Oklahoma’s potential $100 million-$150 million medical marijuana program is facing a new hurdle that could hamper sales: Many doctors won’t be able to tell patients about their MMJ options.
At least two health-care systems – Saint Francis Health System and Oklahoma State University Medical Center – have told their doctors not to make medical cannabis recommendations, according to the Tulsa World. Both systems are based in Tulsa, the state’s second-most-populous city.
A spokeswoman with Saint Francis Health System told the newspaper that hospital rules require physicians to follow federal law, which considers marijuana a prohibited Schedule 1 drug.
Oklahoma State University Medical Center, meanwhile, indicated its decision was based on the lack of evidence that any of the Schedule 1 drugs on the federal list have therapeutic value.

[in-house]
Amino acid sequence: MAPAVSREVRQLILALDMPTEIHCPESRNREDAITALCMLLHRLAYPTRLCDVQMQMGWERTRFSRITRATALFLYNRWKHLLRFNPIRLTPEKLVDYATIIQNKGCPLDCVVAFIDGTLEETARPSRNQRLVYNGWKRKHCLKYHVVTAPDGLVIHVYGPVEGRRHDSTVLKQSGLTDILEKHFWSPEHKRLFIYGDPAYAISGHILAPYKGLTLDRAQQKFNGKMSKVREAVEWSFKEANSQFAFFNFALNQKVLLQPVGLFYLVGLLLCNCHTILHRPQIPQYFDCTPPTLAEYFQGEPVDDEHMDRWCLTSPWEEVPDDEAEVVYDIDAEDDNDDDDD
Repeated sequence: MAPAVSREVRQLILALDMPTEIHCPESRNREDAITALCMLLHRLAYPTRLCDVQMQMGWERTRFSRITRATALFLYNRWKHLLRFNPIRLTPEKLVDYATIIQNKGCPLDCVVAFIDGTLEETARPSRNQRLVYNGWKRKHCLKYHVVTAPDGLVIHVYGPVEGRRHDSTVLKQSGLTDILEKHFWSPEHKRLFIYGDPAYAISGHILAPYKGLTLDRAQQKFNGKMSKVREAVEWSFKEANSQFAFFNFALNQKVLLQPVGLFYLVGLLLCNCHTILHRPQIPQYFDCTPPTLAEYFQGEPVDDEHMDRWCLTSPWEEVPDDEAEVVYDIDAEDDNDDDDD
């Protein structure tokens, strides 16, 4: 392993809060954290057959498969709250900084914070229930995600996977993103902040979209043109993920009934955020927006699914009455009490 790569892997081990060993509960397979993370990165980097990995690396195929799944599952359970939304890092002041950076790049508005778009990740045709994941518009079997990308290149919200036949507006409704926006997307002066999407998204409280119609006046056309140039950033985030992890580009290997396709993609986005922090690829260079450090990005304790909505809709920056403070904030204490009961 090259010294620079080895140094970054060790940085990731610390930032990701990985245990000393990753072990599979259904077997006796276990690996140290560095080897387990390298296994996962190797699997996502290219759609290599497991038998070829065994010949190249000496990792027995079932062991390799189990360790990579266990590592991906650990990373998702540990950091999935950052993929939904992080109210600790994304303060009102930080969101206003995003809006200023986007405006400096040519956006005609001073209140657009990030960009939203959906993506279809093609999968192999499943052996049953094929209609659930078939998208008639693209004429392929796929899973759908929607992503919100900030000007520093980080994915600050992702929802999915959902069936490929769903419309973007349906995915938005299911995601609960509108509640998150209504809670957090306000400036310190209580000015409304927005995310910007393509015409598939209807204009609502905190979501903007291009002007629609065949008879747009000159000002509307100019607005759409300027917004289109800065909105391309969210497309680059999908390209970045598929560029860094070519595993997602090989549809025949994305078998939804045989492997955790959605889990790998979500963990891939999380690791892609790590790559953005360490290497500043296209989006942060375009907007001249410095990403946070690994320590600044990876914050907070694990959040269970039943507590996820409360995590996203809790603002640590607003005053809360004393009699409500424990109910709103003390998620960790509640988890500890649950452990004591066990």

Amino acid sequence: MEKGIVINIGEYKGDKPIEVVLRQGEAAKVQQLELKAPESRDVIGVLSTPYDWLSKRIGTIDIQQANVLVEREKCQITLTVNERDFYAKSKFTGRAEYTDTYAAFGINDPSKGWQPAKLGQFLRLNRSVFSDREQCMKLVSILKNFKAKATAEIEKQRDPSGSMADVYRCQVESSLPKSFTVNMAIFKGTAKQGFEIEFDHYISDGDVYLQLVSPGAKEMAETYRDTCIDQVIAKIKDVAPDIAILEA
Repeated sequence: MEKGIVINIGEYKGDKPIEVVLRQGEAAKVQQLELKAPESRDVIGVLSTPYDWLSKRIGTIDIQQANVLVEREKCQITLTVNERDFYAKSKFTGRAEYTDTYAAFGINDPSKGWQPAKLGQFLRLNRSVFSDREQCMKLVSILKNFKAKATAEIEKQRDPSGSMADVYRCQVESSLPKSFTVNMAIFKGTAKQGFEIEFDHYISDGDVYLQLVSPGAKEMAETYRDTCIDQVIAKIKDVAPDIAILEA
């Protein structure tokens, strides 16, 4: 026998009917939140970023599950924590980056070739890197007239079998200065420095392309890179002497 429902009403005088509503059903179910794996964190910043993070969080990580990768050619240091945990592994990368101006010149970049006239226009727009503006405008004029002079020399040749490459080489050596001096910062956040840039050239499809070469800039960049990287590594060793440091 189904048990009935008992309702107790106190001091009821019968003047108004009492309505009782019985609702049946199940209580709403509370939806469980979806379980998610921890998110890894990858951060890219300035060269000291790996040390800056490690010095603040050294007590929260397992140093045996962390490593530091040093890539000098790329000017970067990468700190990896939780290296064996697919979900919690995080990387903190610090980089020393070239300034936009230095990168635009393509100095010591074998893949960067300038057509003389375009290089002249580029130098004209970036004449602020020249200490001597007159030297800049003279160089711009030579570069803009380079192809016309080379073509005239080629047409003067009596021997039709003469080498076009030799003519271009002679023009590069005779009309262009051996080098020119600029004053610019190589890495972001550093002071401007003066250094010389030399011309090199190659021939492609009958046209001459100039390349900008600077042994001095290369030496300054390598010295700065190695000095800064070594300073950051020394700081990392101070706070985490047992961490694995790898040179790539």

It’s unclear how big of an impact the issue will prove for the Oklahoma MMJ industry, which has already seen several twists and turns since voters approved an open-market program in June.
The Tulsa World reported that the Oklahoma Medical Marijuana Authority (OMMA) released a list last week of 38 physicians statewide who’ve registered as providers willing to recommend medical marijuana for patients.
The OMMA says it released the list “as a courtesy” to potential applicants whose own physicians may be unwilling to sign a recommendation.
– Associated Press and Marijuana Business Daily